— Kira Hawke (@kira_hawke) August 4, 2016
A poll flickered by on Twitter, today. I clicked my answer and left a brief comment, and then, I realized, Hey, that’s my blog topic for today!
I don’t write YA, but I do have a lot of non-traditional relationships in my books.
Some of them, like the Unilateral marriage in my science fiction, would be absurd, or even psychotic in real life. The day some guy shows up outside my house and announces that he has married me, I’m going to call the cops. And I’m pretty sure that most people in my culture agree with me on that.
Some of them are more realistic, like the domestic triad in one of my thrillers. I mean…that could happen. On this planet. Without anybody freaking out and calling the cops.
Once upon a time, (or so I’m told) through the magic of societal pressure, and the need for sturdy sons to work the family farm, there was a default in relationships. You married a member of the opposite sex (whether you wanted to, or not) and produced new cogs in the system (whether you wanted to, or not.)
And maybe some dreamy nostalgia has worked its way into that default. You got married. AND you were certainly not “visiting around” on the side. You LOVED each other.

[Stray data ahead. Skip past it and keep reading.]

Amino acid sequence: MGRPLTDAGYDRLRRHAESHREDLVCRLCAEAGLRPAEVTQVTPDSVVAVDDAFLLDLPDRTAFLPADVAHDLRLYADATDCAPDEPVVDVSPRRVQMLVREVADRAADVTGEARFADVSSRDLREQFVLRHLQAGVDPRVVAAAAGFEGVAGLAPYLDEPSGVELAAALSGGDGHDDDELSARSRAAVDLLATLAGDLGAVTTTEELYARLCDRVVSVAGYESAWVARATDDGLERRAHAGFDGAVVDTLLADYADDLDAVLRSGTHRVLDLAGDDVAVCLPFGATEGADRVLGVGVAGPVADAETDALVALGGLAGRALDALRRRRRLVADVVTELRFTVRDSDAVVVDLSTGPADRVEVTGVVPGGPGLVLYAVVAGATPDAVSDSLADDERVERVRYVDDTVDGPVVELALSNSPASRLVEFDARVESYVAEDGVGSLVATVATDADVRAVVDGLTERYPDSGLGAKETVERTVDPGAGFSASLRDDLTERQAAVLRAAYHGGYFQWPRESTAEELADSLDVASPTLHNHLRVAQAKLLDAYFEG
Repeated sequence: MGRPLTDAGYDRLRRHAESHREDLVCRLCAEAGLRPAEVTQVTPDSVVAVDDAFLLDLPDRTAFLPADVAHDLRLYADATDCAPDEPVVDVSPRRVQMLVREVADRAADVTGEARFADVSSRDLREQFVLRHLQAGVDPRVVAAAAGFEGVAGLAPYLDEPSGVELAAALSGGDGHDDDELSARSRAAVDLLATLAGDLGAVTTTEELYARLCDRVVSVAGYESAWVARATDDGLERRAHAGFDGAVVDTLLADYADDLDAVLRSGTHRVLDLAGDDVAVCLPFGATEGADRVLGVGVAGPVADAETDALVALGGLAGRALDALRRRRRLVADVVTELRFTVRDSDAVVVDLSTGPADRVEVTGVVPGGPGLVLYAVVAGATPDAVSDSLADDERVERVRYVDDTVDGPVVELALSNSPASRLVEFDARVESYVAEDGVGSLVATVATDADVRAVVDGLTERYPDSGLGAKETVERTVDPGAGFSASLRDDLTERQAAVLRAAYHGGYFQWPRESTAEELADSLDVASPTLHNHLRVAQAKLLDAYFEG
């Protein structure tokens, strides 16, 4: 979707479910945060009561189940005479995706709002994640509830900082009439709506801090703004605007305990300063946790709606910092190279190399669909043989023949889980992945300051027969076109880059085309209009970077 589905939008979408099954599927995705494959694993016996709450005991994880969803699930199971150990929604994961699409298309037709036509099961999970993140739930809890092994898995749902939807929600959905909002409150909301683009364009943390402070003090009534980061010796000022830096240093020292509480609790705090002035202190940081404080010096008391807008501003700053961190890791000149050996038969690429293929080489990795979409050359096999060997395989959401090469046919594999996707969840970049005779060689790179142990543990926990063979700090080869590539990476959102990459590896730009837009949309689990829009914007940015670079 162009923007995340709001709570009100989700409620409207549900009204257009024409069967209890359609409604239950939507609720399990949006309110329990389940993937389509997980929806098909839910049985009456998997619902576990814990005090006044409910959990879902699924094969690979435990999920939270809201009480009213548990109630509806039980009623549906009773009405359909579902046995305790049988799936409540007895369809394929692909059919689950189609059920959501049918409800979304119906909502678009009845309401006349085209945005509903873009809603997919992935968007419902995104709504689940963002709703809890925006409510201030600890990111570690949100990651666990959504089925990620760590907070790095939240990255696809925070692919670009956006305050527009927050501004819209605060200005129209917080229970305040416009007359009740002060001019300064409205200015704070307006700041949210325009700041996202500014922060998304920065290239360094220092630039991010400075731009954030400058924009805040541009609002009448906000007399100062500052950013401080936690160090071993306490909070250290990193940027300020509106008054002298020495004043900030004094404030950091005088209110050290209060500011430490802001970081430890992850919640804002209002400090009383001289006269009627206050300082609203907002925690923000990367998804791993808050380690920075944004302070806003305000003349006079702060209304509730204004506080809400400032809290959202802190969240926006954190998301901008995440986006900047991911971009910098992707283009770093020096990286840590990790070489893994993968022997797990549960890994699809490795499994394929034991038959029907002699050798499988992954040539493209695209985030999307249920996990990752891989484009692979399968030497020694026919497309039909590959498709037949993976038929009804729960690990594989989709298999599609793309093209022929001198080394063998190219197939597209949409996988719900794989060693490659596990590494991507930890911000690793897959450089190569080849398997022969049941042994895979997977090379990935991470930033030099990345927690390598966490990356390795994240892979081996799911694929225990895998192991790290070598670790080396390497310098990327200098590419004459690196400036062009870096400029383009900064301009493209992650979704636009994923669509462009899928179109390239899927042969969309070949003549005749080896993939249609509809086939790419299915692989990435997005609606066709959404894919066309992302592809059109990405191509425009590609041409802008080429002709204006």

Don’t ask me. My longest relationship is with an unpublished book. And… it’s not even a healthy relationship. (But I can fix it!)
But now, we have options.
And we need communication.
A while back, a couple I knew moved in together. And then, they moved back out. All within the course of a month. Why? Because one of them thought “move in with me” meant I love you, want to be monogamous, and am looking toward marriage in the future. The other one was pretty sure it meant Hey, wanna split the rent?
You can’t communicate, unless you know there’s something to talk about.
Not everybody is looking for “the one.” Some people are looking for “the two” or the “right now” or the “let’s split the rent.”
Sometimes, communication can mean figuring out what it takes to make things work. Sometimes, communication means figuring out what you both want, saying “no thanks” quickly, and moving on.
Does polyamory belong in YA literature? As in…Team Jacob, Team Edward… or Team Both?
Or do you mean as in somebody’s boring old set of three or five parents, who all hate the teenager’s boyfriend?
Either way, I think it’s just as important–in terms of communication–for a kid to be able to look at a potential partner and tell them, in advance, that he isn’t looking for monogamy as it is for him to be able to say “not without the ring, big boy.”
I believe in informed choices.